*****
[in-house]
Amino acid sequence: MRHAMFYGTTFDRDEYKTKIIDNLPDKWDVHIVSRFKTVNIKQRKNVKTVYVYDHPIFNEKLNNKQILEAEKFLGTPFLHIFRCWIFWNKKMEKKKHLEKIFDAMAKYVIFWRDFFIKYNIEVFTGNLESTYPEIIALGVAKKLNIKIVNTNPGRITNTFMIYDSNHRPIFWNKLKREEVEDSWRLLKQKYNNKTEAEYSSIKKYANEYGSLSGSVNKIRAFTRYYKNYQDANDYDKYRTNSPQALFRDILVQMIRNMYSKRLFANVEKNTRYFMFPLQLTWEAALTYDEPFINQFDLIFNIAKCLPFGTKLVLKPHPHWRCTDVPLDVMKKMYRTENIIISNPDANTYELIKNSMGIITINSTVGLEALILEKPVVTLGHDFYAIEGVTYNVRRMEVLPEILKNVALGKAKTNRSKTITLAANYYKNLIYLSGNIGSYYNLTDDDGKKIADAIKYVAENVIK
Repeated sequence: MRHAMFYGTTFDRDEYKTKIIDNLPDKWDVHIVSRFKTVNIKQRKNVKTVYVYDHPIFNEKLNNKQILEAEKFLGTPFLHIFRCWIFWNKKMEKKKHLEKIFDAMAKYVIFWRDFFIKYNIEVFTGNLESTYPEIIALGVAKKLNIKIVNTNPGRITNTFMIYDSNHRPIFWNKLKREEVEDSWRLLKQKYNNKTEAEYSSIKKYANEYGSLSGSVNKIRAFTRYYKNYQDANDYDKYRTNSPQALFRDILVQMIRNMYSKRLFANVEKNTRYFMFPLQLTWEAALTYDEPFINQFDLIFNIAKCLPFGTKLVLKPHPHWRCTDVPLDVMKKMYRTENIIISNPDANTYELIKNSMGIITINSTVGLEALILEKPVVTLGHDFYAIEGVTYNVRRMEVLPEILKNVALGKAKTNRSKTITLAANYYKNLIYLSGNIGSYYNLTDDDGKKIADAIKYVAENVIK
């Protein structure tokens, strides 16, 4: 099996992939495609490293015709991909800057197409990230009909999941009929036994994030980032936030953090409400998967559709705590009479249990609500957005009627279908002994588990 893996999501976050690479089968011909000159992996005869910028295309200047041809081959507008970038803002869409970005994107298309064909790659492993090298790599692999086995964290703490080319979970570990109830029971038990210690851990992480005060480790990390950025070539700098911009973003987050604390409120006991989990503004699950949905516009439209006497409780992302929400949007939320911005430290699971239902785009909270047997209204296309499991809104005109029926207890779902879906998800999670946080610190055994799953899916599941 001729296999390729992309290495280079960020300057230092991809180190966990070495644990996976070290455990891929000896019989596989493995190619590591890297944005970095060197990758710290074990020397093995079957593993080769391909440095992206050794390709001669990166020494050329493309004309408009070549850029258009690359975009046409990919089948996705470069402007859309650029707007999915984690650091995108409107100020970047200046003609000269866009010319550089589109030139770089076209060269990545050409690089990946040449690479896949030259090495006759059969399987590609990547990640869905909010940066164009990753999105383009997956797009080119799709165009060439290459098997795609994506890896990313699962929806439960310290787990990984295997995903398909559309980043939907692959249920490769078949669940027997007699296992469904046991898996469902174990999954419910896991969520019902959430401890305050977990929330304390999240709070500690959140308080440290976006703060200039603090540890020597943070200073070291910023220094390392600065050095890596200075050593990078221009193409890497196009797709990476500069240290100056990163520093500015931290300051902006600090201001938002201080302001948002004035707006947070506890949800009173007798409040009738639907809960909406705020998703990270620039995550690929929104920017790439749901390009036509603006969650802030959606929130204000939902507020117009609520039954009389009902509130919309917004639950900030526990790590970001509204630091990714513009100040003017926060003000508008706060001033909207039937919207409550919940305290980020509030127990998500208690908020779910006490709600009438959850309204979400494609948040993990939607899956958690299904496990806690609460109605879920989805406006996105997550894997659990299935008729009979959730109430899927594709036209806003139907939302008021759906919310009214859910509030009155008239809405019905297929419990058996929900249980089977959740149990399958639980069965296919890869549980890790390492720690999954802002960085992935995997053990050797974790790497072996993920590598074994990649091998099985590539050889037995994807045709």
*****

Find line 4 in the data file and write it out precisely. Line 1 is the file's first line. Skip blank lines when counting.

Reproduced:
């Protein structure tokens, strides 16, 4: 099996992939495609490293015709991909800057197409990230009909999941009929036994994030980032936030953090409400998967559709705590009479249990609500957005009627279908002994588990 893996999501976050690479089968011909000159992996005869910028295309200047041809081959507008970038803002869409970005994107298309064909790659492993090298790599692999086995964290703490080319979970570990109830029971038990210690851990992480005060480790990390950025070539700098911009973003987050604390409120006991989990503004699950949905516009439209006497409780992302929400949007939320911005430290699971239902785009909270047997209204296309499991809104005109029926207890779902879906998800999670946080610190055994799953899916599941 001729296999390729992309290495280079960020300057230092991809180190966990070495644990996976070290455990891929000896019989596989493995190619590591890297944005970095060197990758710290074990020397093995079957593993080769391909440095992206050794390709001669990166020494050329493309004309408009070549850029258009690359975009046409990919089948996705470069402007859309650029707007999915984690650091995108409107100020970047200046003609000269866009010319550089589109030139770089076209060269990545050409690089990946040449690479896949030259090495006759059969399987590609990547990640869905909010940066164009990753999105383009997956797009080119799709165009060439290459098997795609994506890896990313699962929806439960310290787990990984295997995903398909559309980043939907692959249920490769078949669940027997007699296992469904046991898996469902174990999954419910896991969520019902959430401890305050977990929330304390999240709070500690959140308080440290976006703060200039603090540890020597943070200073070291910023220094390392600065050095890596200075050593990078221009193409890497196009797709990476500069240290100056990163520093500015931290300051902006600090201001938002201080302001948002004035707006947070506890949800009173007798409040009738639907809960909406705020998703990270620039995550690929929104920017790439749901390009036509603006969650802030959606929130204000939902507020117009609520039954009389009902509130919309917004639950900030526990790590970001509204630091990714513009100040003017926060003000508008706060001033909207039937919207409550919940305290980020509030127990998500208690908020779910006490709600009438959850309204979400494609948040993990939607899956958690299904496990806690609460109605879920989805406006996105997550894997659990299935008729009979959730109430899927594709036209806003139907939302008021759906919310009214859910509030009155008239809405019905297929419990058996929900249980089977959740149990399958639980069965296919890869549980890790390492720690999954802002960085992935995997053990050797974790790497072996993920590598074994990649091998099985590539050889037995994807045709």